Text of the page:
Josh Groban can still remember the sight of a VHS copy of “Sunday in the Park With George” on a shelf in his parents’ home when he was growing up in Los Angeles.
“This was the version with Mandy Patinkin and Bernadette Peters, and I’d always see it and think, ‘That’s a funny cover — weird orange color, half painting and half jeans and boots,’” says the Grammy-nominated singer and actor famous for his big voice and his multiplatinum pop-classical records. “One day I asked my parents, ‘What is this?’ and they said, ‘It’s a musical. Do you want to watch it?’”
Thus was born a Stephen Sondheim fan.
In the years since, Groban, now 40, has returned often to the work of the brilliant and beloved composer and lyricist, who died Friday at age 91 after redefining the Broadway musical with shows including “Sunday in the Park,” “Company,” “Follies,” “Passion” and “Merrily We Roll Along.”
For his 2015 album, “Stages,” Groban mashed up “Children Will Listen” (from “Into the Woods”) and “Not While I’m Around” (from “Sweeney Todd”). And last year, not long after making his Broadway debut in the Tony-winning “Natasha, Pierre & the Great Comet of 1812,” he took part in a virtual 90th-birthday tribute to Sondheim that won rave reviews.
Groban wrote Saturday on Instagram about his admiration for the late icon; I called him later to hear a bit more.
“Sunday in the Park,” which is about the French painter Georges Seurat, handles some pretty adult themes: creative inspiration, professional ambition, sexual frustration. Did you understand at age 8 or 9 what was going on in the show?
Steve had such a way of explaining those things in his music so that everybody could understand. Some of the lyrics were beyond me, but just the chords — the way it was structured and the idea that he could literally paint a picture of this man — I suddenly found myself understanding Seurat through that score. And then by understanding him, perhaps I could gain an understanding of the larger creative process. That’s what Steve did so beautifully: He awakened your curiosity without you even knowing it.
Did you sense early on that his music was different from other composers’?
He was able to ignite both sides of the brain simultaneously. There are shows where I go in and I’m swept away by the music, the drama, the grandeur. And then there are shows where I’ve said, “Gosh, this is brilliant,” but the goose bump thing didn’t happen. Steve’s work stimulated the intellect; it challenged you to think deeper about yourself and about the world. At the same time, he could take your breath away with his music. That’s exceedingly rare.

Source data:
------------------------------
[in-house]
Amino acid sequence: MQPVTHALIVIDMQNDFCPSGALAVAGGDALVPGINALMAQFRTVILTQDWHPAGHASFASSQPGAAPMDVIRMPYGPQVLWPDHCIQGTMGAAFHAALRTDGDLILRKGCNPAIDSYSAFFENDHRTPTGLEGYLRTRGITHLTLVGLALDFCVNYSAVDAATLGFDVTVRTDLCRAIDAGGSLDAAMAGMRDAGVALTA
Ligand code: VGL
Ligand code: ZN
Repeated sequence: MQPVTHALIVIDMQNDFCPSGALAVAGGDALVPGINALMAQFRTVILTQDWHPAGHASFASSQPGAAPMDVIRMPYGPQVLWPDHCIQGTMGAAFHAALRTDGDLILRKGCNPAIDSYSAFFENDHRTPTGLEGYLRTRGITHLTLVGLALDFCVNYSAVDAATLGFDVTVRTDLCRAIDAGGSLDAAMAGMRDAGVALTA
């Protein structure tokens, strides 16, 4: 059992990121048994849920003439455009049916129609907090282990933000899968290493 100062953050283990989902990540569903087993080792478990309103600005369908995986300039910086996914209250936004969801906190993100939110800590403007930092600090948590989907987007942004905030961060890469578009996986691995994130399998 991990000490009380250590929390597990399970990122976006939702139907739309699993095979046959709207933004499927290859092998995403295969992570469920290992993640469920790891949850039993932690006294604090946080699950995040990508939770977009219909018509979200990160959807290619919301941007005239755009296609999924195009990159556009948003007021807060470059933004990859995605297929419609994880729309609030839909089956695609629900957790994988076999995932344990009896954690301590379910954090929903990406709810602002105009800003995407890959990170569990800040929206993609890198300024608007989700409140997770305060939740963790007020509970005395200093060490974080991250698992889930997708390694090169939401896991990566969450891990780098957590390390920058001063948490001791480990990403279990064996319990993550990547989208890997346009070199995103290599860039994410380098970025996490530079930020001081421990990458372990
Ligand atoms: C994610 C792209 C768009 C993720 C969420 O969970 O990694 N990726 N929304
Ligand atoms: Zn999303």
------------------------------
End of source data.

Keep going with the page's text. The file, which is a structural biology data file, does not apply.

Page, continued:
What was the first Sondheim song you performed?
The first crack I took was at the Interlochen Arts Academy. They were putting on a production of “Sweeney Todd,” and I sang “My Friends” for the audition. I was, like, 14; I got cast as Prisoner Sent to Death No. 3, I think, but I loved the score so much that I just sat on the side of the stage and rooted for the show. They got better after that. The first time I was able to sing his work professionally was after I’d become friends with Barbara Cook. She really helped to guide me early in my career and introduced me to Steve early on. She encouraged me to sing “Johanna” from “Sweeney Todd” and asked me to sing “Move On” with her quite a few times. I got to sing for Steve too, which was extremely meaningful — allowed me to say thank you to him in a way I don’t think I ever would’ve been able to with words.
People say the music is difficult to sing.
Technically it’s very challenging — very rangy. The roles that he writes usually take you out of the traditional voice types: baritone, tenor, alto, soprano. You have to fit into those molds, but you also have to have a lot more up your sleeve if you’re going to sing the whole score. But like all the great writers, he provides so much. Anytime you have a question about the whys of the show or of a character, it’s all in the work. And they’re the kind of shows that you continue to discover. Years and years and years after you first hear a song, you can find something new in a lyric that you hadn’t recognized before. That’s the other wonderful challenge of his music: Just when you think you know all there is to know about it, there’s more.
Beyond “Send in the Clowns,” Sondheim didn’t have many big pop crossover moments. Why do you think that is?
For theater writers, it’s a narrow window into that world because you’re writing with really long arcs. I’ll never forget: He invited me over to his apartment to chat between [“Great Comet”] shows; I had a two-show day, and I ran — ran, ran, ran — to go have a half-hour with him. He was asking me questions about the music world, and I was asking him about his process. And this topic came up, the idea of a three- or four-minute hit. I asked him, “Do you ever, just for fun, write snacks? A song where the entire story is going to be in these four minutes?” And he said no. He said, “If it’s not a story that I love and want to see through from beginning to middle to end, I don’t really want to dive in.” The process was so long-form for him. We talk about album artists and one-hit wonders, right? He was the album artist.